Chief Defence Scientist Dr Alex Zelinsky today congratulated an Australian-United States team on the success of an experimental hypersonic flight at the Woomera Test Range.
CAPTION: HIFiRE 5b rocket launches successfully at the Woomera Test Range in South Australia on May 18, 2016. Photo by Corporal Bill Solomou
The experimental rocket reached an apogee of 278km, achieving the targeted speed of Mach 7.5 (seven and a half times the speed of sound).
The experimental flight was undertaken as part of a joint research program, HIFiRE (Hypersonic International Flight Research Experimentation Program) being conducted by the Defence Science and Technology Group and the US Air Force Research Laboratory with Boeing and the University of Queensland providing expert technical design and analysis.
“The success of this test launch takes us one step closer to the realisation of hypersonic flight,” Dr Zelinsky said.
Hypersonic flight, involving speeds of more than five times the speed of sound, has the potential to provide immense social and economic benefits [not to mention weapons, of course].
“It is a game-changing technology identified in the 2016 Defence White Paper and could revolutionise global air travel, providing cost-effective access to space,” Dr Zelinsky said [because Defence is in the business of developing air travel].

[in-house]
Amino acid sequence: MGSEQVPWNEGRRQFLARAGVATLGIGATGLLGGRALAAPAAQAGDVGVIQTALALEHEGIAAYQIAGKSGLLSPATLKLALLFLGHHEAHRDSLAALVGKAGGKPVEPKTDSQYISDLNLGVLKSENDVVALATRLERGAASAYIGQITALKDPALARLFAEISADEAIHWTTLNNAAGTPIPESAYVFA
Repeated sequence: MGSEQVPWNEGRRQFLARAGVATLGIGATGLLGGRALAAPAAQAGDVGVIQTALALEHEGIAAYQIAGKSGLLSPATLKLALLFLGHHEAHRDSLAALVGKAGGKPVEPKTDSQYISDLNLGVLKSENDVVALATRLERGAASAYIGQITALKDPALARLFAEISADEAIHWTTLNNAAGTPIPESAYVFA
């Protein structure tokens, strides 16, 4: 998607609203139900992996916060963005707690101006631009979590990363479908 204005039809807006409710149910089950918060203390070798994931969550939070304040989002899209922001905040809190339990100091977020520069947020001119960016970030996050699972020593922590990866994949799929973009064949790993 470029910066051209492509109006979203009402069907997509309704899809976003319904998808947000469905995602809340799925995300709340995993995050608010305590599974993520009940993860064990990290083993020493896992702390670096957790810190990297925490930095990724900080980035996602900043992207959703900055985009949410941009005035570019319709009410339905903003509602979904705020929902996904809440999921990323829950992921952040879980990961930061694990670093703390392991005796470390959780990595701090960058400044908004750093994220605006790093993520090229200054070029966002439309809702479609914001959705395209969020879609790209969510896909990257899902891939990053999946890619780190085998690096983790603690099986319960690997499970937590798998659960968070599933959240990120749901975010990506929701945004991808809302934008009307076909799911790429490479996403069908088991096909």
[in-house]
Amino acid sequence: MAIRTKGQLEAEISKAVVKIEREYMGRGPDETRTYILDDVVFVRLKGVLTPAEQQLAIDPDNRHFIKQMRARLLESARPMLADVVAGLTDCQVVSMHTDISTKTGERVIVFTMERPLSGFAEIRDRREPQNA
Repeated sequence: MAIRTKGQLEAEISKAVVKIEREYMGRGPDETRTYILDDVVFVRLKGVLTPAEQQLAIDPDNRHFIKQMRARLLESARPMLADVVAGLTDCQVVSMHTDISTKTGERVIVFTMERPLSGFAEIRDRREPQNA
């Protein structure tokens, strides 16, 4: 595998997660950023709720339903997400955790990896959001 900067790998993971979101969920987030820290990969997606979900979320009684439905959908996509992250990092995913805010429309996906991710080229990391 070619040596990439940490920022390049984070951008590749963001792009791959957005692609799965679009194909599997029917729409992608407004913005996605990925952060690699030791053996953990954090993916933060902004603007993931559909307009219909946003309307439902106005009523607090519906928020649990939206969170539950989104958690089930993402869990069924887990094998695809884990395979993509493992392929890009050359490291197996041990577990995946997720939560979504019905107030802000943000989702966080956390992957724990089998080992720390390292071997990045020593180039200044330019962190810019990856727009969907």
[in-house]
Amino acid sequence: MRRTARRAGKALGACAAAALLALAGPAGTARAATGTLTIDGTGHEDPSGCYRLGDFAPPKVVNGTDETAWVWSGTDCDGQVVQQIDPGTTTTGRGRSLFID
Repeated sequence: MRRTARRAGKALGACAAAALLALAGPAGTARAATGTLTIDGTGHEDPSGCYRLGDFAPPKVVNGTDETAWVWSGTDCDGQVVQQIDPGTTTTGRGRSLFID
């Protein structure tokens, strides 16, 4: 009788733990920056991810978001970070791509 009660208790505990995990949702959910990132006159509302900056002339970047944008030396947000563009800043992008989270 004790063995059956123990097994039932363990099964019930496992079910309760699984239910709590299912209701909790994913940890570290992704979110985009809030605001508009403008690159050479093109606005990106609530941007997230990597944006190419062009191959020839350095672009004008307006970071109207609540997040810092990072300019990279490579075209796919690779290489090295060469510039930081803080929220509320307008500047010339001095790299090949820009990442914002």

The program is aimed at exploring the fundamental technologies critical to the realisation of sustained hypersonic flight.
Boeing’s chief scientist for hypersonics Kevin Bowcutt said the HIFiRE program will accelerate the development of operational hypersonic systems by producing valuable scientific flight data.
Professor Michael Smart from the University of Queensland praised the highly skilled individuals involved in the program and said they were placing the Australian aerospace industry on the international stage.
The HIFiRE team has already achieved some significant milestones such as the design, assembly and pre-flight testing of the hypersonic vehicles and the design of complex avionics and flight systems.
More test flights are scheduled in the next two years.
. . .